Turns out not everything is bigger in Texas—at this Fayetteville farmhouse, a graphic designer with a passion for collecting packs a ton of charm into less than 2,000 square feet
Several years ago, when Ashley Putman and her husband, Steve, began searching Central Texas for a weekend home, she had something
lodged in her mind that's rarely seen in these parts nowadays—an old clapboard farmhouse as clean and pure as a bar of Ivory
Ashley finally found the very picture of what she was looking for—a farmhouse with three bedrooms and one-and-a-half baths—just outside the tiny town of Fayetteville, about a 90-minute drive from Houston, where she and Steve live with their two young sons. It was so rotten and termite-ravaged that others referred to it as a teardown, but in her eyes, the simple silhouette, pleasing scale, and unpretentious materials equaled perfection.
New first- and second-story porches restored essential farmhouse charm to the family's 19th-century home.
There's no formal foyer, so Ashley put together an entry moment with mystery and charm out of bits and pieces from far-flung locations. Posed against the staircase just beyond the front door is a mellowed wood table—a station for mail and keys. Two steel buffet lamps flank a leaning painting (of a farm girl) Ashley found 10 years ago on the street in Rome. "The painting's rural setting and subject matter are made to feel heroic and glamorous. The girl also seems so relaxed, which is what our farm is all about." Beside the table, a carved wooden chair that looks like it might be the cousin to a pair of vintage snowshoes is good for boot removal, but it also sets the tone for a house where individuality and form are equally celebrated.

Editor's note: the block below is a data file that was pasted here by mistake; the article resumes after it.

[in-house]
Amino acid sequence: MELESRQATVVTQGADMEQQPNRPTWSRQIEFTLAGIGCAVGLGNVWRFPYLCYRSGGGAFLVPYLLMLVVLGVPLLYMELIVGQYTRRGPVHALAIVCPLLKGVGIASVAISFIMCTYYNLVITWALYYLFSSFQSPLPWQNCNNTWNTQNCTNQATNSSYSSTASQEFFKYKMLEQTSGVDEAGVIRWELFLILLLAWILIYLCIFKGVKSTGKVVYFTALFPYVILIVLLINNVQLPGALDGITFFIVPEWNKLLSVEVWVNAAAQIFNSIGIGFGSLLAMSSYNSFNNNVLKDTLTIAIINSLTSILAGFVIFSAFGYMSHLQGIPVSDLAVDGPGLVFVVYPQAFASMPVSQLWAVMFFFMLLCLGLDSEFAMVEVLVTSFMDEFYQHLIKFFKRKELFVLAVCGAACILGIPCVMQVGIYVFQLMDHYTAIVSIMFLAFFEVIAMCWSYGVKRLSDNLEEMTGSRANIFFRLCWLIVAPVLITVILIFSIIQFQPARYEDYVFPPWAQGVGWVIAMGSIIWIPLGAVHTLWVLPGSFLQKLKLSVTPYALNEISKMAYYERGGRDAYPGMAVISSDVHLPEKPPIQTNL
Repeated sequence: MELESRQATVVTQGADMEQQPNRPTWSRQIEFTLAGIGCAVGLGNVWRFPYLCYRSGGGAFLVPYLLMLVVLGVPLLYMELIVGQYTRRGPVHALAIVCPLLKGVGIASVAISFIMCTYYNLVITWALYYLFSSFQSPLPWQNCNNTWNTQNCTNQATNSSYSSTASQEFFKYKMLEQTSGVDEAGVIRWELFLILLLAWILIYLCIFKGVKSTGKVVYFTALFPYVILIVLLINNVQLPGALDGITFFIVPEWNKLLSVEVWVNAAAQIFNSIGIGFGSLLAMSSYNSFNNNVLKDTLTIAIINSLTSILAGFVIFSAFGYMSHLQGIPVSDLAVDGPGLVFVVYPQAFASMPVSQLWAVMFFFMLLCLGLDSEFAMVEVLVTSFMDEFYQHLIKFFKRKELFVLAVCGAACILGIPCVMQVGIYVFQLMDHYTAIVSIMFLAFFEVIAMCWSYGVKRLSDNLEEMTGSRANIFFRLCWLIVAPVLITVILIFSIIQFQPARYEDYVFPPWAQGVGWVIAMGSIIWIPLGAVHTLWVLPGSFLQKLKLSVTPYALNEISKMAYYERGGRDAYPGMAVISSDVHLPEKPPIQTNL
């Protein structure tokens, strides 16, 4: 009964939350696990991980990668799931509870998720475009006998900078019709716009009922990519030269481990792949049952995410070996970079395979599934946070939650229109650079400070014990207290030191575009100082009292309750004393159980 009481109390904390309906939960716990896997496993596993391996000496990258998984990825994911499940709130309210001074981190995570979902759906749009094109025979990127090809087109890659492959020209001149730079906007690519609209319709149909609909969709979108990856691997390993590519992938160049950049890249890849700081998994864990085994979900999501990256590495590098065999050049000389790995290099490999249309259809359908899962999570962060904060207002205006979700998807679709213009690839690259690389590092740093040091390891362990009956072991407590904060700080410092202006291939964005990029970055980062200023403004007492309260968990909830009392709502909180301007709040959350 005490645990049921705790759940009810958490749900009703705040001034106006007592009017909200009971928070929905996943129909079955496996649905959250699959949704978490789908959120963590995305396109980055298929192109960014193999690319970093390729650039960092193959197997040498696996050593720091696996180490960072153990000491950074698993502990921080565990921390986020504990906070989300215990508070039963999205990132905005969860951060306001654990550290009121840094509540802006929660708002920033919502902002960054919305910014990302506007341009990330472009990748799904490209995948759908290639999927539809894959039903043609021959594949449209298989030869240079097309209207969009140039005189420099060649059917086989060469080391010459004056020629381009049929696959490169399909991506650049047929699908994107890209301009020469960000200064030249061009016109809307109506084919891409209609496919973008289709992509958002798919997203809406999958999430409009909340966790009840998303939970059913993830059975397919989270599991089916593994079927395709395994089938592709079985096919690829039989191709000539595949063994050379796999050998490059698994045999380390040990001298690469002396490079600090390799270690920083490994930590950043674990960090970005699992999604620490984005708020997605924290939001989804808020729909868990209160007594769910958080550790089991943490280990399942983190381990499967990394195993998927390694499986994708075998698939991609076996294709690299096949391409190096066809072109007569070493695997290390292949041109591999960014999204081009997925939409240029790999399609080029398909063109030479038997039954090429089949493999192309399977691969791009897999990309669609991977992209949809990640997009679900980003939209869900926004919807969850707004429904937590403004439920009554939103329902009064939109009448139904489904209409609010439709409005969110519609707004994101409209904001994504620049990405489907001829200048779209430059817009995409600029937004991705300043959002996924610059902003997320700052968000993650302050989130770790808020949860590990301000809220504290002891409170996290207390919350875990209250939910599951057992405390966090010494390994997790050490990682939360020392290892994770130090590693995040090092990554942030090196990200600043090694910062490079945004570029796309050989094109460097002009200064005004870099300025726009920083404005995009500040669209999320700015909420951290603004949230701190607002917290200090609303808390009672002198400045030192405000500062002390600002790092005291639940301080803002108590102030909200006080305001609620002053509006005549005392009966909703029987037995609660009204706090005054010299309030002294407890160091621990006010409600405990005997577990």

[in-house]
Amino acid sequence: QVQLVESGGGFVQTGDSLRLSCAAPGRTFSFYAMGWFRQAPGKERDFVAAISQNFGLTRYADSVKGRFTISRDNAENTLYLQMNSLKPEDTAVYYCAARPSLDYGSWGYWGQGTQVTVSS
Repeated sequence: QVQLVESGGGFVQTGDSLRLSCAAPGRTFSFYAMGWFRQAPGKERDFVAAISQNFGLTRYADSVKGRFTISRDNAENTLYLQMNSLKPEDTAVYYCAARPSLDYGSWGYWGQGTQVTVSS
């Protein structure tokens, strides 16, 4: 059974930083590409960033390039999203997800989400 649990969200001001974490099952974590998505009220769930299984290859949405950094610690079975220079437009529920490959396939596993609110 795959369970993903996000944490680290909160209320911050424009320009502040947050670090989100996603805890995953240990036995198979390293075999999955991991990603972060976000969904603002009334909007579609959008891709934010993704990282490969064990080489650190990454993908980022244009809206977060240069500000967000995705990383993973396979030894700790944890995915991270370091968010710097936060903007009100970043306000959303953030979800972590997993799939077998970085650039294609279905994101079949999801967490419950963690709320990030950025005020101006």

Ashley painted the study's walls, trim, and ceiling with Farrow & Ball's Green Smoke to give the room a cozy, "cavelike" atmosphere.
The Putmans discovered a gold mine of shiplap walls under layers of wood paneling and wallpaper. Ashley kept them simple with a coat of white paint trimmed in a warm putty color (White Heron and Sticks & Stones by Sherwin-Williams).
A freewheeling collection of art Ashley and Steve culled from galleries, thrift shops, and flea markets hangs over a comfortable George Sherlock sofa.
The walls and ceiling are painted a rich eggplant hue (Brinjal by Farrow & Ball) to establish a moody, earthy feel that's reinforced by dark wood and gilt finishes.
Vintage-style materials, such as beaded board and small hexagonal tiles, give the new upstairs bath (the home's only full bath) an English Country look.
The striped Pendleton blanket adds a crisp graphic punch and happy color to the airy space steeped in pale neutrals.
In the updated kitchen, which presented little opportunity for adding softness, Ashley evoked warmth with color and texture. Against a backdrop of bright white open shelves and stainless steel appliances, she added a soft-black painted island topped with butcher-block. She also made sure to match the room's longleaf pine floors to the original boards that run throughout the downstairs.
Ashley kept things from looking too serious and stuffy by combining pieces from contrasting periods and styles, such as this pairing of a modern Pelle Bubble Chandelier with a rustic antique dining table.
A deer trophy from eBay wears its lighthearted Christmas finery over a desk arranged with Ashley's artful mix of containers holding writing necessities at the ready.
In one corner of the dining room, a rolling cart holds a full bar all set for holiday entertaining.
Heaped with a mix of pillows, the comfortable seating in the study is actually a slipcovered twin mattress that can accommodate an extra guest.
Ashley's mother handcrafted the family's burlap Christmas stockings.